TOKYO -- Japan's Cabinet Office has confirmed that the Japanese economy expanded for a 58th consecutive month in September 2017, marking the second-longest recovery since the end of World War II.
Officially, the streak has unseated the Izanagi boom, which began in 1965 and continued for 57 months, from the No. 2 position. But it continues and next month is likely to become Japan's longest postwar winning streak.
The look back at where the expansion stood 15 months ago comes with worldwide economic uncertainty on the rise. A number of factors have been feeding this trepidation, but most of it can be chalked up to the U.S.-China trade war as well as the big nations' economic and legal tussling. Another factor is the saturated smartphone market, which can no longer be counted on to stoke economies around the globe.
Japan's recovery began in December 2012, the same month that Shinzo Abe was inaugurated for his second stint as prime minister. At the time, market players were already anticipating the roll out of what the Bank of Japan would end up calling its quantitative and qualitative monetary easing policy, which has flooded Japan's financial system with yen.
Early on, the expansion also got a boost from aggressive monetary easing by the central banks of other countries, and it continues to be fueled by strong overseas economies, especially that of the U.S.
The Cabinet Office's special panel of experts held a meeting on Thursday and made the official assessment that the Japanese economy expanded for a 58th consecutive month in September 2017, based on production, consumption and other data.
The special panel, led by Hiroshi Yoshikawa, a professor at Rissho University, determines the peaks and troughs of economic cycles.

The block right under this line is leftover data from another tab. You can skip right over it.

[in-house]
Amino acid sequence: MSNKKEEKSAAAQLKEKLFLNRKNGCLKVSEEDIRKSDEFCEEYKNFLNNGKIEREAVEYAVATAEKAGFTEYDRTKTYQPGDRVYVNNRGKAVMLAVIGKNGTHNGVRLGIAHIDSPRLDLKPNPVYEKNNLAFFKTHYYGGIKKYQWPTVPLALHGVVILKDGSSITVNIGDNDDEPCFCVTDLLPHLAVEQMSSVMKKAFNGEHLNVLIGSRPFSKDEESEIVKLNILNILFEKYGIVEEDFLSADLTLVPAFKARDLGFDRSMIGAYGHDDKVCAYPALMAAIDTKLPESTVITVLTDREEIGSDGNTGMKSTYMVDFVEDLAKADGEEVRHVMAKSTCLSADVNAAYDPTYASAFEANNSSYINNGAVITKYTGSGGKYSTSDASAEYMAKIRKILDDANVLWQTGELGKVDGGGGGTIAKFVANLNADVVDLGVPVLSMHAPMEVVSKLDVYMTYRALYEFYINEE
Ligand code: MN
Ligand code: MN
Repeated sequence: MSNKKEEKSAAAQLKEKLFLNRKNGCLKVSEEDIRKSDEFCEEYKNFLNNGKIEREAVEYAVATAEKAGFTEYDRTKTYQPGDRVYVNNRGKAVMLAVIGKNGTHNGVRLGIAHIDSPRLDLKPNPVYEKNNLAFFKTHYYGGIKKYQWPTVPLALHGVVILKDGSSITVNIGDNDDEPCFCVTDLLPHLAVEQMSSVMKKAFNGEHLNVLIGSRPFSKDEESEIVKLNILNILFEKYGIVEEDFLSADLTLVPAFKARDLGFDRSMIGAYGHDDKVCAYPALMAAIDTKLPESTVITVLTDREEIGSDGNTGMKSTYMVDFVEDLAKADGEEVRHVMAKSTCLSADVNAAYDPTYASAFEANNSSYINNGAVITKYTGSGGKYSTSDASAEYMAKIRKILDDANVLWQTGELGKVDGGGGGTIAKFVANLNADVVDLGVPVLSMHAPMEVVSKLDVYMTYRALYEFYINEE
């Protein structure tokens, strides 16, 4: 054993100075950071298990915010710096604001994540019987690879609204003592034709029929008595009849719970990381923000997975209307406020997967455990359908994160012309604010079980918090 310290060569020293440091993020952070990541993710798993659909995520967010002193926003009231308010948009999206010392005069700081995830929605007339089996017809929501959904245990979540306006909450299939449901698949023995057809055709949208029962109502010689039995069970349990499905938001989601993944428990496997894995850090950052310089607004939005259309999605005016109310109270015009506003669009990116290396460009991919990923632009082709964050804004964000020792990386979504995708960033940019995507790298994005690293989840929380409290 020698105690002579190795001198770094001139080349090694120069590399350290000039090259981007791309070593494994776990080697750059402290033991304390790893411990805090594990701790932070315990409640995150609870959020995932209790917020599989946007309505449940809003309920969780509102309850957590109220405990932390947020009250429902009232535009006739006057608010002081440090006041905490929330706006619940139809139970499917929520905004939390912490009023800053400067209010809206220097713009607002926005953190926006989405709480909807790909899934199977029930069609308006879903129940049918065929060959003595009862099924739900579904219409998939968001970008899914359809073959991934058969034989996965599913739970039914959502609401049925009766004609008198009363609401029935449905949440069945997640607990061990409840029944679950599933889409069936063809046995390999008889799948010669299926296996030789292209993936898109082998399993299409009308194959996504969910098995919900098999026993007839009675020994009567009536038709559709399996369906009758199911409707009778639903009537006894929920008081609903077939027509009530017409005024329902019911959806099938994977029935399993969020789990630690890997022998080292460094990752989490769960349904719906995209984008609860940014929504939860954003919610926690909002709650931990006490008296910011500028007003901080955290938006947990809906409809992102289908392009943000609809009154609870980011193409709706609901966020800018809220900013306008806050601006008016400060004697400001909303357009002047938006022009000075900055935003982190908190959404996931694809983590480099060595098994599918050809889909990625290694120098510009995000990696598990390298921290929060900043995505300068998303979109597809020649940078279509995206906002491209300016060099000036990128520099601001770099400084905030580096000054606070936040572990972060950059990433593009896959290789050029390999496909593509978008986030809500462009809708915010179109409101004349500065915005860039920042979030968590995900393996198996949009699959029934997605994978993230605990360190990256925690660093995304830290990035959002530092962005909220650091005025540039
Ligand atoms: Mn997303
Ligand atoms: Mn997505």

Toshimitsu Motegi, Japan's economic and fiscal policy minister, had already said in September 2017 that the current economic expansion was "likely to have exceeded the Izanagi boom." But only the special panel can make an official assessment.
The BOJ has been supporting much of the growth by buying large amounts of government bonds and other assets. It has also kept interest rates at ultralow levels. It has even pushed one rate into negative territory.
All the yen printing has worked to weaken Japan's currency. Money tends to flow from low-rate countries to those offering higher rates. At one point during the expansion, it took 125 yen to buy a dollar. At the beginning of 2013, it took 80 yen to purchase a dollar.
A weak currency makes a nation's exports more affordable. The exporters' dollar earnings are then worth more once they are brought back home and traded for cheap local money.
The streak is believed to be ongoing. If it lasts until next month, it will reach 74 months and become the longest in post-World War II Japan. The country's longest postwar expansion, the Izanami boom, began in 2002 and rode the new economy into 2008, lasting for 73 months.